Sunday, February 23, 2014
Charlotte Brontë's Jane Eyre is one of the few 19th century romantic novels to retain its popularity in our anti-romantic time, partly because it is much more than a conventional romance. It involves emotional undercurrents, the uncertainty of human wishes, social class, money, and the way of life in a remote corner of northern England.
The 2011 film version of Jane Eyre seems to have come and gone without much notice, but it's as fine an adaptation of a classic in its genre as I've seen -- more affecting than any of the slick, big budget versions of the Jane Austen books that have inundated us in recent years.
Hats off to Cary Joji Fukunaga's lively but un-gimmicky direction and Adriano Goldman's rich cinematography, beautifully conveyed in the Blu-ray transfer, but what mainly raises this Jane Eyre high enough above the ordinary to warrant a blog post is the casting of the central characters: Michael Fassbender as Mr. Rochester and Mia Wasikowska as Jane.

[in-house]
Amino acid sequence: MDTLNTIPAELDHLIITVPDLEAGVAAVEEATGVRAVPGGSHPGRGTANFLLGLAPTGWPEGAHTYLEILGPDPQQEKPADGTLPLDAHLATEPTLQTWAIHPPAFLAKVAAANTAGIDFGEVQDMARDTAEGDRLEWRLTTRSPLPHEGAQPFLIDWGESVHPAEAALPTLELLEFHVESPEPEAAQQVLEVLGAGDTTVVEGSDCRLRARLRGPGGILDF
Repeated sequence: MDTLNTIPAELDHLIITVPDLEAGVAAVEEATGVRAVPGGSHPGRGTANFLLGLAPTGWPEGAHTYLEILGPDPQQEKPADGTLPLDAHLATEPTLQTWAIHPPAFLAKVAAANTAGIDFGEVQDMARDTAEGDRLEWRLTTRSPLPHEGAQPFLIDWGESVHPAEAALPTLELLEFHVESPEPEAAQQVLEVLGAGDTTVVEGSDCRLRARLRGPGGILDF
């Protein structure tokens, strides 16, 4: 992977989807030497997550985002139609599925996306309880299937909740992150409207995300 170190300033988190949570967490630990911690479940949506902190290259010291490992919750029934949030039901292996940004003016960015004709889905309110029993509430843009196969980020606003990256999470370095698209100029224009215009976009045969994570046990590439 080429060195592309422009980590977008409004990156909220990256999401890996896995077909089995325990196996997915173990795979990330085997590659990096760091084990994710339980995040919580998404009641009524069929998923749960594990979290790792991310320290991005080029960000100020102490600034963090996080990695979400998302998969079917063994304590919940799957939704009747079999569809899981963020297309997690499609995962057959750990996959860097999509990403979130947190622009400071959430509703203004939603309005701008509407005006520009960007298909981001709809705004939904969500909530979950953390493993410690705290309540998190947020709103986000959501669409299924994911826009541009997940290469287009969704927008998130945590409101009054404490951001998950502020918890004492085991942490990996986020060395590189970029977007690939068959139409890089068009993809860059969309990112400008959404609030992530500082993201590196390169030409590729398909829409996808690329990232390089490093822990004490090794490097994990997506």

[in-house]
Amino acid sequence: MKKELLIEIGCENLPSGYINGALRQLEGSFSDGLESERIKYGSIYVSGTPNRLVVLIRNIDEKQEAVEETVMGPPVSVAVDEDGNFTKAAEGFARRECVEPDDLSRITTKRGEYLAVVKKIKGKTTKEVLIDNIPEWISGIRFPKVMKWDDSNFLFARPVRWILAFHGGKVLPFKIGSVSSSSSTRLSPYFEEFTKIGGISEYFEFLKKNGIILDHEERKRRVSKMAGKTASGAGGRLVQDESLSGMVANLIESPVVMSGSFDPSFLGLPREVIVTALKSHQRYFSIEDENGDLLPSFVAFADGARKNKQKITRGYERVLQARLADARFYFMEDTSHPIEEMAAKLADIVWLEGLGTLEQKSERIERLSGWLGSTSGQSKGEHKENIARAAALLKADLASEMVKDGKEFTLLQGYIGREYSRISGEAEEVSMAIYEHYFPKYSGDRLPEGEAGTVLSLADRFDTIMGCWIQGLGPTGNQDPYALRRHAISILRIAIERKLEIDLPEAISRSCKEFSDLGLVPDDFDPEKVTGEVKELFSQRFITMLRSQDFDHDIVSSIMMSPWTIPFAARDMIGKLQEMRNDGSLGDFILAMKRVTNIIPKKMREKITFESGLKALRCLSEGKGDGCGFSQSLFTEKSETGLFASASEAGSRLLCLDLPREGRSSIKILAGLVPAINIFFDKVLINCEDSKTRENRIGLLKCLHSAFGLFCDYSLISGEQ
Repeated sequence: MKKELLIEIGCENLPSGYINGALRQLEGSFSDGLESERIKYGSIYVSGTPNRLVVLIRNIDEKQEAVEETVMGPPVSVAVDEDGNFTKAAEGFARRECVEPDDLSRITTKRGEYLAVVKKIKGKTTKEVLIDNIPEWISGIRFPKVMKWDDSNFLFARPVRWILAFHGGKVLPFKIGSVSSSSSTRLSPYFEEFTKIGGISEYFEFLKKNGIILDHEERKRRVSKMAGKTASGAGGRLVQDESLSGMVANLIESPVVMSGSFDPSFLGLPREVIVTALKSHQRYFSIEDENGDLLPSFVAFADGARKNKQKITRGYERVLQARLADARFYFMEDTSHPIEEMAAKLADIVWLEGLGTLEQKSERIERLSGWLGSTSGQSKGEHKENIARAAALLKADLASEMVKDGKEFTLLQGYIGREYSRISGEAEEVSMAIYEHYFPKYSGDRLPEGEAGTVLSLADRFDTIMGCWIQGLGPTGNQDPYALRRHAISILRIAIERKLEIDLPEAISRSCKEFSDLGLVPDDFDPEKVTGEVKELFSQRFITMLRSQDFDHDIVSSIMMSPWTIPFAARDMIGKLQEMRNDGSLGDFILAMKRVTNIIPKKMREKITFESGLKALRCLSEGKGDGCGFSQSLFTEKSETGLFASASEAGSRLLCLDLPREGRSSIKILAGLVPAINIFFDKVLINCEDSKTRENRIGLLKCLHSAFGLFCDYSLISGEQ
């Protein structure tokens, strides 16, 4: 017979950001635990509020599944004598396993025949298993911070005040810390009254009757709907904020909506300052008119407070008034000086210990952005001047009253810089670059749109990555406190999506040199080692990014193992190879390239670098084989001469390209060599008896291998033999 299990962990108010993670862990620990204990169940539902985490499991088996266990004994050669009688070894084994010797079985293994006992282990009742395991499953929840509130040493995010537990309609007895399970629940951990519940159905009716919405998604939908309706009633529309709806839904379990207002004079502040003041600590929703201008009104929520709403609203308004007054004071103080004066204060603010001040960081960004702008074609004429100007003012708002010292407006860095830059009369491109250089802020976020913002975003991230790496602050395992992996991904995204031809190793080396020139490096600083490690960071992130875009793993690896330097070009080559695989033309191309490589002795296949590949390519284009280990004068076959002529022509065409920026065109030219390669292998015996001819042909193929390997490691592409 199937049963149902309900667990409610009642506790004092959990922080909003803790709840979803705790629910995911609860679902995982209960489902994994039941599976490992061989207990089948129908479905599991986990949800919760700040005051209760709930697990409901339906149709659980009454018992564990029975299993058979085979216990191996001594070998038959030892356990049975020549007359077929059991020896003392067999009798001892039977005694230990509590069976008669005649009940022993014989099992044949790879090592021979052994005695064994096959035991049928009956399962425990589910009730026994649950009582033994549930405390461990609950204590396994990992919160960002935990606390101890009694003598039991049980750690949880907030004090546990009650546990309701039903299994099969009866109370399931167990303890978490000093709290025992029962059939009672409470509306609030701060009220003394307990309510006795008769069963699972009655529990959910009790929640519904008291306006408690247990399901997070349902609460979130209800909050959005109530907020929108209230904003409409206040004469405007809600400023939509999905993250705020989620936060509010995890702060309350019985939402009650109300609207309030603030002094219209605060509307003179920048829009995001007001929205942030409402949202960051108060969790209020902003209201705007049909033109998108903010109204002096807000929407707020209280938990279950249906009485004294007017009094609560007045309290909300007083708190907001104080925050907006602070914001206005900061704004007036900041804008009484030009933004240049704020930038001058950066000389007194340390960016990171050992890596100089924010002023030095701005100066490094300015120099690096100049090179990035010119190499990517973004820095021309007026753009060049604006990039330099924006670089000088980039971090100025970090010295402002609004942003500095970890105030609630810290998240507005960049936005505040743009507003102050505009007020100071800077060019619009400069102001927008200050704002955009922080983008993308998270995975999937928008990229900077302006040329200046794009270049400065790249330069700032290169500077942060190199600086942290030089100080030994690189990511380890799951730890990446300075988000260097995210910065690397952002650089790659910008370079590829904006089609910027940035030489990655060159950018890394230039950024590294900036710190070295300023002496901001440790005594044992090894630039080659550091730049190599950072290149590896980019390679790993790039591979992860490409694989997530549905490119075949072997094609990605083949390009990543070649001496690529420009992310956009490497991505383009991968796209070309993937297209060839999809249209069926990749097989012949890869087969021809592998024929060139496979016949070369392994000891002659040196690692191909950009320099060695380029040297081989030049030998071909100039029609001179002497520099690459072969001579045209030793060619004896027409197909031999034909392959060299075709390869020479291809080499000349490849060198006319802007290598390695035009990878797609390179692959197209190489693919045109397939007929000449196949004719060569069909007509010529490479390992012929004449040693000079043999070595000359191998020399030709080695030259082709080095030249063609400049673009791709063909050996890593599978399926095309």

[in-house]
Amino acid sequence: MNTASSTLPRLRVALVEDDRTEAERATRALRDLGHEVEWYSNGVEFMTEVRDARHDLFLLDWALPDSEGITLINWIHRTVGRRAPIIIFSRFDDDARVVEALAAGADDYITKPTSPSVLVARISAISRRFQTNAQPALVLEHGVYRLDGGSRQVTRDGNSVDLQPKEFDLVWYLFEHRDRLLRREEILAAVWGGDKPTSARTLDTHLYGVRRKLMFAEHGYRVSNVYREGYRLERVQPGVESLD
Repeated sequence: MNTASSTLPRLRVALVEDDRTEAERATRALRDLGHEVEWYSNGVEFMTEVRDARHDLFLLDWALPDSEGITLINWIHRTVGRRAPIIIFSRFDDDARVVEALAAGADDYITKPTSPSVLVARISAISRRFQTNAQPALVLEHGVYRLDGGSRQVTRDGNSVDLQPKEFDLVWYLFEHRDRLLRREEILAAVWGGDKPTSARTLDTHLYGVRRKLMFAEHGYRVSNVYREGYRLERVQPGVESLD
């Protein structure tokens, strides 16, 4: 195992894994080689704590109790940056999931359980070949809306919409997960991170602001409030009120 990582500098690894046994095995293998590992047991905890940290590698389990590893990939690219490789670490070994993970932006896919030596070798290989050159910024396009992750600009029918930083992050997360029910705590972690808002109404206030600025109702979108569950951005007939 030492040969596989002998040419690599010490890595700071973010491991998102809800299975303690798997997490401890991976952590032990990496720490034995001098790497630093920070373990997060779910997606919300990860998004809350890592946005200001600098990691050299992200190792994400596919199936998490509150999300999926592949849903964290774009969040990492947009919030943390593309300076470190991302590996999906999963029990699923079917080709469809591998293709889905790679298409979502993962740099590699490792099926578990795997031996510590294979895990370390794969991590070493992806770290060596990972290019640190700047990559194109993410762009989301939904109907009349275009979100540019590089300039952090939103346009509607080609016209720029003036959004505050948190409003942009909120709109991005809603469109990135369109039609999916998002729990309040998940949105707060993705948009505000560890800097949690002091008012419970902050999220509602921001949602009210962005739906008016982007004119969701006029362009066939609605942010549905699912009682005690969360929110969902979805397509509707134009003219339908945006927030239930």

Fassbender gives us psychologically acute portrayal as the sad aristocrat who is drawn to Jane, a governess for the girl child in his care. Almost every line reading seems to suggest a meaning beneath the surface. This is unobtrusively superlative acting.
I had never before heard of Wasikowska, who hails from Australia. She is Fassbender's match in subtlety while confidently holding the screen. When Jane's heart was broken by the last-minute prevention of her marriage to Rochester, mine broke a little too. What greater compliment can I pay an actress?
As an aside, the Brontë family seemed always to be close to an abyss. It included novelists Charlotte, Emily, and Anne, two other sisters, and a brother, Branwell. I've visited their parsonage at Howarth, Yorkshire, along with the nearby church where the clergyman father, Patrick, was in charge. Even today you sense some finely tuned bleakness in the environment, the air charged with mystery. The film captures the strange atmosphere of the remoter parts of Yorkshire, although it was shot in Derbyshire and Oxfordshire.
The Reverend Patrick Brontë outlived his wife and all his children. It is scarcely possible to imagine what his final years were like for him.